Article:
Q: How much contact did you have with them [the Patriots]?
NS: Fairly limited contact.
Q: Did you come up here for a visit?
NS: No, I never came up for a visit.
Q: Can you explain how that unfolded, because I believe you were scheduled to do so and then it got cancelled?
NS: I don't know exactly what happened. I was scheduled to visit. The minute before I left it was cancelled. That's all I know.
Q: You say you really wanted to come here. Is part of that the fact that they've had such offensive line success here?
NS: All of those guys do great and Scarnecchia is an incredible coach and that's absolutely part of it.
Q: Is there someone in the league you model your game after?
NS: I just play my game and I'm going to do what Coach Scarnecchia tells me to. That's who I'm going to model my game after.
He played 2,540 out of a possible 2,542 plays on offense his sophomore through senior seasons; of those, exactly 1,400 were called passing plays, and he allowed just five sacks those three years. He allowed 21 pressures overall (14 as a sophomore), so the man he was blocking influenced a pass play 26 times in those 1,400 plays, or just 1.8 percent of his career. (Note: This means that he allowed only seven pressures his entire junior and senior year)
Owns the work ethic to become a Pro Bowl offensive tackle. In the spring of 2009, he was awarded the John Wooten Award for outstanding work ethic and the offensive line's Iron Buffalo Award for hard work, dedication, toughness and total poundage lifted in the weight room. He was also a co-recipient of the team's Greg Biekert Award for attention to detail.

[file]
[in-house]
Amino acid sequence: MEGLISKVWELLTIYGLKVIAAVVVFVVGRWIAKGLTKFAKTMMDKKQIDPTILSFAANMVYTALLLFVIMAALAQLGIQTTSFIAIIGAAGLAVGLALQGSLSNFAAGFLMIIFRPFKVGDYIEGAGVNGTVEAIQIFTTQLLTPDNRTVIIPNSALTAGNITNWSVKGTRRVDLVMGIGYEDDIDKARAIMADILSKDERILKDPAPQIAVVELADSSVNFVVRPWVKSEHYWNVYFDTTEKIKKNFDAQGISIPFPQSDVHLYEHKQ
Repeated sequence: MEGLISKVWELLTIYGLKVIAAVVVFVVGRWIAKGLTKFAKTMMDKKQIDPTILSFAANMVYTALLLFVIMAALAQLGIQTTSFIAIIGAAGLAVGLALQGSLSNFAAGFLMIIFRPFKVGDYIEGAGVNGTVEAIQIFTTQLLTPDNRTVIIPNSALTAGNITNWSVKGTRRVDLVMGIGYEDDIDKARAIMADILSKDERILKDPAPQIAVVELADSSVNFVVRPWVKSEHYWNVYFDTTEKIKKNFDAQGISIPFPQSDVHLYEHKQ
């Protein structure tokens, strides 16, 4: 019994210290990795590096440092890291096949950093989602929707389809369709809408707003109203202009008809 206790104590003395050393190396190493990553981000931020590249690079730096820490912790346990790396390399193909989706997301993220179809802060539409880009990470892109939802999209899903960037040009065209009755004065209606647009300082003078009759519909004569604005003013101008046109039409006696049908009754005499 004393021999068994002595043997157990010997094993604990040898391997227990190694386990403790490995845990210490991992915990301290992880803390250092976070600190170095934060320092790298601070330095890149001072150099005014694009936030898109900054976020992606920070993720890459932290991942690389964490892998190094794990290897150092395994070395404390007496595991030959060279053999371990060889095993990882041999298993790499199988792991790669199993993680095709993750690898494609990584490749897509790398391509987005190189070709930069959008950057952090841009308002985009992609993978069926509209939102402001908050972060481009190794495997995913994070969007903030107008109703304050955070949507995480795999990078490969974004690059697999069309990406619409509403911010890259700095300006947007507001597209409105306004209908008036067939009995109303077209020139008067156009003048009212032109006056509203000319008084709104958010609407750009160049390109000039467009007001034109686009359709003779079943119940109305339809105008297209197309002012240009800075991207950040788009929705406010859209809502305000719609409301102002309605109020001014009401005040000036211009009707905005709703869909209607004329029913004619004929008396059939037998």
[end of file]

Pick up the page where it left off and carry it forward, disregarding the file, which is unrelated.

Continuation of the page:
Very good student, had a 3.93 GPA in high school and was one of 16 National Football Foundation Scholar-Athletes in 2010.
He was also named one of the recipients of the team's Gold Group Commitment Award which recognizes excellent with class.
His senior year, he also had 10 touchdown blocks, allowed just one quarterback sack and three pressures while being flagged for just one penalty.
Scott Wright: What are your favorite and least favorite parts of playing football?
Nate Solder: My favorite parts are the competition and the camaraderie. My least favorite parts are all the negative associations with football players. I feel like a few bad eggs ruin the whole bunch.
Scott Wright: What will you buy with your first NFL paycheck?
Nate Solder: I think I’ll put most of it in the bank, and then maybe buy a pickup [truck].
The videos are after the jump!
Nate Solder takes on an NFL Scout in a drill- and the "scout" is former NFL linebacker Matt Russell, who won the Butkus Award in 1996 as the "Nation's Best College Linebacker." Not too shabby.
Nate Solder shows off his quickness on Sports Science. They say that every time he blocks someone, he hits them with the same force as Dwight Freeney tackling a player.